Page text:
“Chhoto Penga”, this is what the bengali name of the bird is. But I never dreamed of sighting this bird enywhere in any jungle of west bengal. I have heard the chirping of this bird along with its bigger counterpart, i,e, “Boro Penga” or Greater Necklaced Laughing-thrush invery lowly lit bushes of some deep forests in Manas. This time it is no other than Bungkulung where we have arrived in search of these birds. And this seems to be never a ending search. They are very much unwilling to come in the open out of the dense forest.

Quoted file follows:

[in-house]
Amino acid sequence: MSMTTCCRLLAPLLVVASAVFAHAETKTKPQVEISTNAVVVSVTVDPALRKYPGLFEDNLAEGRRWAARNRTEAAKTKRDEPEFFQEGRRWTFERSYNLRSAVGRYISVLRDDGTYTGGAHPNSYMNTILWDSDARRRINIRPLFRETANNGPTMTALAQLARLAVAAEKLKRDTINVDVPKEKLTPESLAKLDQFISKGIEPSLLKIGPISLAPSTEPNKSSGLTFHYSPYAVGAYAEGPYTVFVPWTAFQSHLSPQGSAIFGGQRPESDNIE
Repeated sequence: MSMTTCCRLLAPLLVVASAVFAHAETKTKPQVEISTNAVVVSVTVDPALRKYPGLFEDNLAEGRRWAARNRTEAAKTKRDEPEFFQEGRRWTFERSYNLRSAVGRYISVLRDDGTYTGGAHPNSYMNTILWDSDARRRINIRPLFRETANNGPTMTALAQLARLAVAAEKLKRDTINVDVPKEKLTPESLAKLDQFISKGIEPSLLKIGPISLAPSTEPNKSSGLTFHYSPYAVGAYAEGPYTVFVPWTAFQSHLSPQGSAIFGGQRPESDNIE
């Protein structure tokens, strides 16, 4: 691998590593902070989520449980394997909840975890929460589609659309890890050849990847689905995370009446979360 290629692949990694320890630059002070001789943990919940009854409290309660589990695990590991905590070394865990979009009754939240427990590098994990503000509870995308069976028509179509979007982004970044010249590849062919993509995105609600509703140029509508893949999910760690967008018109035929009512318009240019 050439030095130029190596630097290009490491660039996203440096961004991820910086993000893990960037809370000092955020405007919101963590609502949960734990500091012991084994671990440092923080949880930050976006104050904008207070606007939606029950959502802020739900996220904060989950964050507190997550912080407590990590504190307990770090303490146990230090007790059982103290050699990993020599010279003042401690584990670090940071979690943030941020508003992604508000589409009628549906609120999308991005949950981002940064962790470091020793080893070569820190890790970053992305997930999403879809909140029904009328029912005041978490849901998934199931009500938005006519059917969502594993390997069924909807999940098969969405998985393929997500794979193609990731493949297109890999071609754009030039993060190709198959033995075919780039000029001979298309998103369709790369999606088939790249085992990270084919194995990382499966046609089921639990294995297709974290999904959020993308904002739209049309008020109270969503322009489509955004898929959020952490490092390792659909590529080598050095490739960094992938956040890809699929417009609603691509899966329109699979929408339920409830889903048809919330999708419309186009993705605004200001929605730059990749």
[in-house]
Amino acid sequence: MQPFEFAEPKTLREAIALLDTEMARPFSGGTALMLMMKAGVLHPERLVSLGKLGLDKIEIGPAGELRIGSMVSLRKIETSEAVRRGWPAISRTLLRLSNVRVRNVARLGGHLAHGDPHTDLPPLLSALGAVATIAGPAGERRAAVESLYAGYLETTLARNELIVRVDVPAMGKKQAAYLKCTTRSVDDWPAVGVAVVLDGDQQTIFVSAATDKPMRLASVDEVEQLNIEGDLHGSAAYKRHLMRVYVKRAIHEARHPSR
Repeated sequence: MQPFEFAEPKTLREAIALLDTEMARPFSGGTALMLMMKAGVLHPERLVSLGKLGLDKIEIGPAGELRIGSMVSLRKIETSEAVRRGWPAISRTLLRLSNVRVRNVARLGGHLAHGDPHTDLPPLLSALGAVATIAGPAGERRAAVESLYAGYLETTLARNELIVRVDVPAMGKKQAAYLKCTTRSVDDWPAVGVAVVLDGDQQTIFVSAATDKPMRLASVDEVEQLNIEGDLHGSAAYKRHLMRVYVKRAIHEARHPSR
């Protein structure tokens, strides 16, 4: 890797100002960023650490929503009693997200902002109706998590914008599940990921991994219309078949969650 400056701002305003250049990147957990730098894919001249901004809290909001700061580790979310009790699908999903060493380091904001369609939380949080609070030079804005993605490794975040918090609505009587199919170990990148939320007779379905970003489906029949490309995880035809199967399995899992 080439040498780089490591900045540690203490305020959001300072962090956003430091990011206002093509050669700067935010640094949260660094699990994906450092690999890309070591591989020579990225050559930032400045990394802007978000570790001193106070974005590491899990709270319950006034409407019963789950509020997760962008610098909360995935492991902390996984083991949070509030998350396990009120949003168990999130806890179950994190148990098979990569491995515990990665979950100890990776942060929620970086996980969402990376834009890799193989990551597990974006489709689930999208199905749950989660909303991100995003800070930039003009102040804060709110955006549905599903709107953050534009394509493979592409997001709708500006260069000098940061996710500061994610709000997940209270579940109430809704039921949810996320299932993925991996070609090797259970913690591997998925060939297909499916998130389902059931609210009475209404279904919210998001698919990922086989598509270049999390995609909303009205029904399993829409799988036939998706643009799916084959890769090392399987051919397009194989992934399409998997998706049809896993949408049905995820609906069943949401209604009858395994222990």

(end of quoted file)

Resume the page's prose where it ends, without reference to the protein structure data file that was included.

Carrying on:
I combed the hilly area along serpentine and bushy footpaths with the gigantic lens on my shoulder in search of these birds for two square days. All of a suddenI heard faint chirping of the birds and guessed that they will be not less than ten in number. Being excited i moved on along the damp foot trails infested with ieeches, mosquitos, spiders and being stung by small tree branches with a hope to sight them. The next moment it became all quiet. They are expert in camouflaging in the dry leaves and small branches of trees to such an extent that it is hardly possible to spot them. And however best you try not to let them feel your presence, they somehow become aware that you are there. At that moment their tendency is to remain quiet. And at that situation you have no choice other than waiting surreptitiously. They collect their food generally from damp and dense bushes under thick coverings created by large tree tops. That is where they move around as well. In some exceptional instances and when they see no danger around, they come out over the bushes as when they desperately pursue some insects. That is only when it is possible to spot them clearly. I have gathered all these experiences following them in the forest hours after hours for two whole days from dawn to dusk.